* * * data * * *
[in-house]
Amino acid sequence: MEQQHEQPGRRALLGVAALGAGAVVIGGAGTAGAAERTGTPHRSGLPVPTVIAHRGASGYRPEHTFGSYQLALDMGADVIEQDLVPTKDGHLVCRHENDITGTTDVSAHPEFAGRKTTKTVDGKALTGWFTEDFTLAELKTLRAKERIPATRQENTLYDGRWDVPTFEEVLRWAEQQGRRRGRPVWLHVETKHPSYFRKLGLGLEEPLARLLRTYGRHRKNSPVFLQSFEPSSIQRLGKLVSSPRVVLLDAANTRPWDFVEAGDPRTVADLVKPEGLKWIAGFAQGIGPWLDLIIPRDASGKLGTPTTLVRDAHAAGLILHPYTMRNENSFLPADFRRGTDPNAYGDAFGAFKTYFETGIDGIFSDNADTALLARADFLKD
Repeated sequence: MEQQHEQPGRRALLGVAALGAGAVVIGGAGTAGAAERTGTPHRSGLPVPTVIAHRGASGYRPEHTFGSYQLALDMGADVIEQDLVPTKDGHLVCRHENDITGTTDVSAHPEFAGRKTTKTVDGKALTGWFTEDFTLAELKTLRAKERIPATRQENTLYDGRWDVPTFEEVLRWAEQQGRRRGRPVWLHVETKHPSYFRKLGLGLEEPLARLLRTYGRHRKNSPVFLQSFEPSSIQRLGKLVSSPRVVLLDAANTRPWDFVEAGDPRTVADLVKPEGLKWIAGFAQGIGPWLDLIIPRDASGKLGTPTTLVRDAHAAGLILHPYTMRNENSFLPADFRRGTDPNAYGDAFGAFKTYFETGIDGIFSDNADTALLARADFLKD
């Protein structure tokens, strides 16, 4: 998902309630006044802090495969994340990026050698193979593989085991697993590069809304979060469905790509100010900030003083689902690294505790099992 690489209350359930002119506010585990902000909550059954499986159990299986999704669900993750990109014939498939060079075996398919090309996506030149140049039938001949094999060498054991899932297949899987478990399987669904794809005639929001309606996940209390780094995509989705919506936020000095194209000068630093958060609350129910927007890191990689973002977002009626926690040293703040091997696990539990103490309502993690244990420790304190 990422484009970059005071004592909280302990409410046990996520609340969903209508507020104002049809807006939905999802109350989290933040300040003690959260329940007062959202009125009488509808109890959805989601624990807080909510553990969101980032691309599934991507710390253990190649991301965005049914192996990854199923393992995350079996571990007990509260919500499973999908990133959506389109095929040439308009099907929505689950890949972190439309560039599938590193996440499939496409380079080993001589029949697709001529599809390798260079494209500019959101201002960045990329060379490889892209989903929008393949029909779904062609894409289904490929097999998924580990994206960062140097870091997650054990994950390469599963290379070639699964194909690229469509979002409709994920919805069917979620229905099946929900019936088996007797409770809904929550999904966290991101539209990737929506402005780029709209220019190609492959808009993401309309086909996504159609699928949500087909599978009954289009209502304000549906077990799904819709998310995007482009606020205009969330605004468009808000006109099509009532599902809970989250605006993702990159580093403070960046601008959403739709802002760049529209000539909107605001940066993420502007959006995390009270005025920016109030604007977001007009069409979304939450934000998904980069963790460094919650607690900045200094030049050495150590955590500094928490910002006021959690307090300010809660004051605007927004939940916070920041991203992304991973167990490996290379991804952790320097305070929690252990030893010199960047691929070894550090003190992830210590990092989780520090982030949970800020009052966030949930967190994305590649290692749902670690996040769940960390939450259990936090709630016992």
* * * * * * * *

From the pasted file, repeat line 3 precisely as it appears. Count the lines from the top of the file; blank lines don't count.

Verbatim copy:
Repeated sequence: MEQQHEQPGRRALLGVAALGAGAVVIGGAGTAGAAERTGTPHRSGLPVPTVIAHRGASGYRPEHTFGSYQLALDMGADVIEQDLVPTKDGHLVCRHENDITGTTDVSAHPEFAGRKTTKTVDGKALTGWFTEDFTLAELKTLRAKERIPATRQENTLYDGRWDVPTFEEVLRWAEQQGRRRGRPVWLHVETKHPSYFRKLGLGLEEPLARLLRTYGRHRKNSPVFLQSFEPSSIQRLGKLVSSPRVVLLDAANTRPWDFVEAGDPRTVADLVKPEGLKWIAGFAQGIGPWLDLIIPRDASGKLGTPTTLVRDAHAAGLILHPYTMRNENSFLPADFRRGTDPNAYGDAFGAFKTYFETGIDGIFSDNADTALLARADFLKD